The Psychology of Music: Why Music Plays a Big Role in What You Buy


The Psychology of Music: Why Music Plays a Big Role in What You Buy

Research suggests there seems to be three qualities of music that can influence buying behavior in a retail environment: tempo, volume and genre. The individual effects we will see in each of these can be explained by Mehrabian and Russell’s model of pleasure-arousal-dominance (PAD). At its most basic level, this model posits that an environment can alter an individual’s mood and therefore behavior by altering levels of pleasure, arousal and/or dominance through different channels. We will use this framework to explain how music impacts buying behavior in a store environment.

In 1982, Milliman et al. conducted a study in a New York City grocery store investigating the effect of music tempo on shoppers’ buying behaviors. The experimental design was simple but the results were insightful: playing slow music led to A) significantly more time spent in the store and B) a significant increase (32%) in gross product sales when compared to behavior when fast music was playing. As mentioned earlier, this effect can be explained by the PAD model: fast music leads to high levels of arousal which, in turn, leads to moving at a faster pace through the store. Conversely, slow tempoed music prevents these high levels of arousal and slows down the pace at which shoppers move, leading to an increase in items purchased.
The effects of tempo were also explored in a restaurant environment by Caldwell and Hilbert in 1999. Slow music caused customers to spend a significantly higher dollar amount on alcohol and spent more time eating while fast music led to a faster meal and shorter wait times for incoming patrons. As you can imagine, each of these effects might be wanted in different restaurant environments (ex: a 5-star restaurant versus a late-night diner) so the take home message is less about what is good or bad about fast or slow music and more about understanding the different kinds of behavior that can result from each.

Back in 1966, Smith and Curnow. conducted a field experiment that music loudness had a direct affect on the amount of time spent in stores. More specifically, loud music led to less total time spent shopping when compared to soft music. Despite this fact, the difference in number of sales was not statistically significant. Furthermore, there is some research suggesting that loud music can lead to a skewed perception of how much time has passed, but the effect is gender specific: loud music causes females to think less time has passed than actually has.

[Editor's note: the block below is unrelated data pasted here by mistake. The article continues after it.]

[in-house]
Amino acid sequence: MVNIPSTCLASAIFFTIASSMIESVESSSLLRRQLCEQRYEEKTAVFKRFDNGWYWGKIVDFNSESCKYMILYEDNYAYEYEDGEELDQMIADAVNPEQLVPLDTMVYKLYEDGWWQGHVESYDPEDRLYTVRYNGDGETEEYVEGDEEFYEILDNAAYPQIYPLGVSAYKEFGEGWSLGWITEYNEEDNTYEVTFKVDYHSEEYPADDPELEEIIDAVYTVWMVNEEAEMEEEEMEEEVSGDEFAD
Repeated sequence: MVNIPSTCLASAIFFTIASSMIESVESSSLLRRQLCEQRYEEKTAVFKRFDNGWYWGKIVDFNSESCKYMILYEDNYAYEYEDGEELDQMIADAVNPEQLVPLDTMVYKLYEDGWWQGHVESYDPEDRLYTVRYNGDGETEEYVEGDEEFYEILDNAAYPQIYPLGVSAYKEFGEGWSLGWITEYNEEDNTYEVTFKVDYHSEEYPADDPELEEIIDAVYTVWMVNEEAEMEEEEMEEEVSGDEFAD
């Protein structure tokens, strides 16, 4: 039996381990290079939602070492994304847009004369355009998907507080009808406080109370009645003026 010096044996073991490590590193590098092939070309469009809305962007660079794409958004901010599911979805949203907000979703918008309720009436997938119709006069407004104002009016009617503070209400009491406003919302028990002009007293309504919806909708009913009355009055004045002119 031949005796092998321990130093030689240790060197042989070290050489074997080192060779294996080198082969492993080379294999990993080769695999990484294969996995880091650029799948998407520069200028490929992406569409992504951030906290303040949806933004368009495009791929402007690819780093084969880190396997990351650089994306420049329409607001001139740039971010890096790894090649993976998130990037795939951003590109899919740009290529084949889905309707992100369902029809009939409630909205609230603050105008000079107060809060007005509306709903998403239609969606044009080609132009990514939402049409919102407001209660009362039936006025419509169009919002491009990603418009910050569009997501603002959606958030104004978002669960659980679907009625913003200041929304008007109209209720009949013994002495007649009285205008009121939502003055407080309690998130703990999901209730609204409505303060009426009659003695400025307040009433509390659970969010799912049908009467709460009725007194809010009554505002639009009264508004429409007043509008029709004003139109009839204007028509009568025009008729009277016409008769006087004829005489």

Another study by Yalch and Spangenberg (1988) revealed that age moderates the effects of volume, too: younger shoppers are more likely to spend more time shopping when music is being played in the foreground, whereas older shoppers are more likely to spend more time shopping when music is in the background. Whether this is actually an age effect or has more to do with generational culture norms is a hard distinction to tease apart, but the fact remains: using music volume to influence consumer behavior is not a ‘one size fits all’ tactic.



It’s probably a fair guess to say that the type of music playing is one of the first characteristics shoppers notice and indeed genre has an effect of shopping behavior. One study investigated the effect of playing Top-40 pop music versus classical music in a wine store. Ultimately, playing classical music led to more money being spent by shoppers. Interestingly, the shoppers did not buy more bottles of wine when this music was being played but rather chose the more expensive bottles. Other research has shown that, during the holiday season, shoppers buy more holiday-related goods when Christmas music is playing in the store. From these findings, it seems the type of music playing can send a signal about what kind of goods should be bought. Classical music indicates sophistication hence the more expensive wine, and Christmas music cues the holiday spirit which leads to more festive items being purchased.

Ultimately, none of these characteristics of music are isolated, and thus the purchasing behavior effects  are not stand-alone. It is important to learn about and understand many of the nuances of how music in a retail environment can affect buying behavior, but it is just as important to remember that nothing is black and white and what works in one store environment might cause different effects in another situation.

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